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Douglas E. Miller and Zhuo Wang

1. Introduction Seasonal prediction, along with subseasonal prediction, has long been considered a gap in current forecasting capability ( Weisheimer and Palmer 2014 ; Vitart 2014 ). Skillful seasonal predictions can provide useful information for decision-makers across a variety of sectors, ranging from energy and agriculture to transportation and public health ( National Academies of Sciences, Engineering, and Medicine 2016 ). Improved seasonal prediction skill is thus of profound

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Fiaz Ahmed and J. David Neelin

Maloney 2011 ) to even interannual ( Neale et al. 2008 ). Agreement between convective transition statistics in models and observations is also sensitive to the assumed entrainment—a fact used to constrain its vertical profile and magnitudes in GCMs ( Sahany et al. 2012 ; Kuo et al. 2017 ). Observational studies of mesoscale convective systems (MCSs; Houze 2004 ) provide another plausible pathway to constraining entrainment profiles, particularly with respect to deep, organized convection

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James F. Booth, Catherine M. Naud, and Jeff Willison

particular interest is the impact of parameterizations on ETCs; here, we will focus on parameterized convection. In both the GFDL and the GISS GCMs, there is a single convection parameterization used globally, meaning the schemes in the models are usually designed with attention on the tropics. In contrast, the Weather Research and Forecasting (WRF) Model ( Skamarock et al. 2008 ) was developed originally for forecasting midlatitude weather. These different constraints on parameterized physics motivate

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Motoki Nagura, J. P. McCreary, and H. Annamalai

al. 2008 ). Surface winds are obtained from the European Centre for Medium-Range Weather Forecast (ECMWF) interim reanalysis (ERA-Interim; Dee et al. 2011 ). Horizontal grid intervals are 1° × 1° for WOA13 and OAFlux, 2.5° × 2.5° for GPCP rain, and 1.5° × 1.5° for the ERA-Interim reanalysis. The time series we use for each dataset extend from 1979 to 2015 for GPCP rainfall and the ERA-Interim reanalysis, 1984 to 2009 for OAFlux surface heat flux, and 1985 to 2014 for OAFlux evaporative flux

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Eric D. Maloney, Andrew Gettelman, Yi Ming, J. David Neelin, Daniel Barrie, Annarita Mariotti, C.-C. Chen, Danielle R. B. Coleman, Yi-Hung Kuo, Bohar Singh, H. Annamalai, Alexis Berg, James F. Booth, Suzana J. Camargo, Aiguo Dai, Alex Gonzalez, Jan Hafner, Xianan Jiang, Xianwen Jing, Daehyun Kim, Arun Kumar, Yumin Moon, Catherine M. Naud, Adam H. Sobel, Kentaroh Suzuki, Fuchang Wang, Junhong Wang, Allison A. Wing, Xiaobiao Xu, and Ming Zhao

Outcomes of NOAA MAPP Model Diagnostics Task Force activities to promote process-oriented diagnosis of models to accelerate development are described. Realistic climate and weather forecasting models grounded in sound physical principles are necessary to produce confidence in projections of future climate for the next century and predictions for days to seasons. However, global models continue to suffer from important and often common biases that impact their ability to provide reliable

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Yi-Hung Kuo, Kathleen A. Schiro, and J. David Neelin

-term forecasting purposes, since models adopted for weather forecasting or reanalysis share common components with climate models. Many conventional diagnostics for climate models emphasize comparisons against long-term climatology or variability at different time scales, and the model performance examined by these metrics is affected by multiple factors. While sensitivity experiments with respect to such metrics are useful in identifying important processes ( Benedict et al. 2013 , 2014 ; Boyle et al. 2015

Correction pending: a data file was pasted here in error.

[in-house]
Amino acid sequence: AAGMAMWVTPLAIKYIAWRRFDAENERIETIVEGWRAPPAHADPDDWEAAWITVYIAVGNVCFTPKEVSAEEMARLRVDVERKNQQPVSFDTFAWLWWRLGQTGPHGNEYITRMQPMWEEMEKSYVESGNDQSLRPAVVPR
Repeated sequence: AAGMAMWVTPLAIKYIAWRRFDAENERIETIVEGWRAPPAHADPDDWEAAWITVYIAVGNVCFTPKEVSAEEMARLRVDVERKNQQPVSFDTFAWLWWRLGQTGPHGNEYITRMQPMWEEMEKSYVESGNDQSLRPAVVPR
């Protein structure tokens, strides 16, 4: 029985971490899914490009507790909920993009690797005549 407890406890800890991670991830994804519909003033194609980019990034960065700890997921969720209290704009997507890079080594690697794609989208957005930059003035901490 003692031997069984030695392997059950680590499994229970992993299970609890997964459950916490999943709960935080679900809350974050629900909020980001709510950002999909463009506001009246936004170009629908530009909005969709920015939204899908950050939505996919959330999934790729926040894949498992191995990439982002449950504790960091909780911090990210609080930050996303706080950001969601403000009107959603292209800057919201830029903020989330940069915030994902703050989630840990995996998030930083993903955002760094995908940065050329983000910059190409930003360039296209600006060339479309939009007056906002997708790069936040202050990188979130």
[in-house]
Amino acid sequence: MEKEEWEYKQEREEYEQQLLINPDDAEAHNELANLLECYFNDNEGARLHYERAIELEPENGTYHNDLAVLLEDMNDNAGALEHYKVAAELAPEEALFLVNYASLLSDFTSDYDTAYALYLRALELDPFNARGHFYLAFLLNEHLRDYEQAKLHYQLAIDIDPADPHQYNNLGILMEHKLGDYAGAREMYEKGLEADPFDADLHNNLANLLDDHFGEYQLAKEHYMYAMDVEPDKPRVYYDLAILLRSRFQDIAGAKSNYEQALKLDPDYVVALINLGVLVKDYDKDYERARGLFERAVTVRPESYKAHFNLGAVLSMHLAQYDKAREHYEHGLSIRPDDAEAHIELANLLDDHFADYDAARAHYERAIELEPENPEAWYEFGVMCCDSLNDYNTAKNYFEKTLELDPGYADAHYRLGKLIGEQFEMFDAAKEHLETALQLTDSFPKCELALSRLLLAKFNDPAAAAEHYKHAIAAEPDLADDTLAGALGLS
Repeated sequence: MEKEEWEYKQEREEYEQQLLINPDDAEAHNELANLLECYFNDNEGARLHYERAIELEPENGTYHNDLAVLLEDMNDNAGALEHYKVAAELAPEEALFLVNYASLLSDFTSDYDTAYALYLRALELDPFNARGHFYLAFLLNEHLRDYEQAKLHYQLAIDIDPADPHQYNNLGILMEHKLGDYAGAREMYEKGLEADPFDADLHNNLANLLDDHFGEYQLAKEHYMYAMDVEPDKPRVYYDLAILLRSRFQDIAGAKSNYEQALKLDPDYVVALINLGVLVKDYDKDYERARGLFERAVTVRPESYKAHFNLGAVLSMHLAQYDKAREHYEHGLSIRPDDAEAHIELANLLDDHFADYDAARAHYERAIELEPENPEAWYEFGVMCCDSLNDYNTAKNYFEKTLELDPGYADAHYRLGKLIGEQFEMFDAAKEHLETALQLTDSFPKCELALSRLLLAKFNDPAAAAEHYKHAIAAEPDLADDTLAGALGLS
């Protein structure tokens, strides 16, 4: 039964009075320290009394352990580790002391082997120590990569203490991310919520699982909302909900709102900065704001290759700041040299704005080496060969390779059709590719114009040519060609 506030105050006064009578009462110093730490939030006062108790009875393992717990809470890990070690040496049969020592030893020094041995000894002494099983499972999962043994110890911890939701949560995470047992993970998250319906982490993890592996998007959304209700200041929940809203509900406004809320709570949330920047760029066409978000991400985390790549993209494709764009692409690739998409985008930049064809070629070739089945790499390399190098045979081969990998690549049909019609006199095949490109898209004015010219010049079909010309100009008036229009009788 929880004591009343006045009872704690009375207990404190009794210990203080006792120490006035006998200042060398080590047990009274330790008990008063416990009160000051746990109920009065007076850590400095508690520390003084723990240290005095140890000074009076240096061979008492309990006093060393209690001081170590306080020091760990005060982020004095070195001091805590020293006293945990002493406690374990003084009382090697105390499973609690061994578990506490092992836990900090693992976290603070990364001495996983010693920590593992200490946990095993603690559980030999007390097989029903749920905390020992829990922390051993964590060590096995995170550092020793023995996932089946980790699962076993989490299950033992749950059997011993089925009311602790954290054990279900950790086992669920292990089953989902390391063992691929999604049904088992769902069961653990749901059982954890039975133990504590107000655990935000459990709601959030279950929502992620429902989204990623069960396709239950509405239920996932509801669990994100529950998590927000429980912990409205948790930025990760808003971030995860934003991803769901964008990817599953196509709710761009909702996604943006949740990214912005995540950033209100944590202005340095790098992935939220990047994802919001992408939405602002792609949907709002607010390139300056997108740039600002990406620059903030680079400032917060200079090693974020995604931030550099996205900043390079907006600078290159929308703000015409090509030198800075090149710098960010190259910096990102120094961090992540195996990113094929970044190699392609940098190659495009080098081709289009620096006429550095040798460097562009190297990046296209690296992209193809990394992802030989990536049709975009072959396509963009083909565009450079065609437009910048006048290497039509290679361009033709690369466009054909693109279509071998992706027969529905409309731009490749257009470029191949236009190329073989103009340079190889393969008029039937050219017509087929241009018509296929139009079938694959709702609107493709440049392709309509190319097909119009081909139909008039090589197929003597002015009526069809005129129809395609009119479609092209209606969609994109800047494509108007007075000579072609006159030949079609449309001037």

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Maik Renner, Axel Kleidon, Martyn Clark, Bart Nijssen, Marvin Heidkamp, Martin Best, and Gab Abramowitz

forecast system . J. Hydrometeor. , 10 , 623 – 643 , . 10.1175/2008JHM1068.1 Best , M. J. , P. M. Cox , and D. Warrilow , 2005 : Determining the optimal soil temperature scheme for atmospheric modelling applications . Bound.-Layer Meteor. , 114 , 111 – 142 , . 10.1007/s10546-004-5075-3 Best , M. J. , and Coauthors , 2011 : The Joint UK Land Environment Simulator (JULES), model description - Part 1

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Catherine M. Naud, James F. Booth, Jeyavinoth Jeyaratnam, Leo J. Donner, Charles J. Seman, Ming Zhao, Huan Guo, and Yi Ming

that, at the typical spatial resolution of a GCM, cloud cover in cyclone cold sectors is responding more strongly to changes in the convection than the boundary layer parameterizations. However, these results were obtained with the Weather Research Forecasting model for a single case study, so it is uncertain whether the impact of convection parameterization is as large in a global-scale multiyear GCM integration. Another related issue discussed in the Kay et al. (2016) and Frey and Kay (2018

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James F. Booth, Young-Oh Kwon, Stanley Ko, R. Justin Small, and Rym Msadek

, 762 – 777 , doi: 10.1175/2010JCLI3731.1 . 10.1175/2010JCLI3731.1 Gent , P. , and Coauthors , 2011 : The Community Climate System Model version 4 . J. Climate , 24 , 4973 – 4991 , doi: 10.1175/2011JCLI4083.1 . 10.1175/2011JCLI4083.1 Griffies , S. M. , and Coauthors , 2015 : Impacts on ocean heat from transient mesoscale eddies in a hierarchy of climate models . J. Climate , 28 , 952 – 977 , doi: 10.1175/JCLI-D-14-00353.1 . 10.1175/JCLI-D-14-00353.1 Guo , Y. , E. K. M. Chang , and

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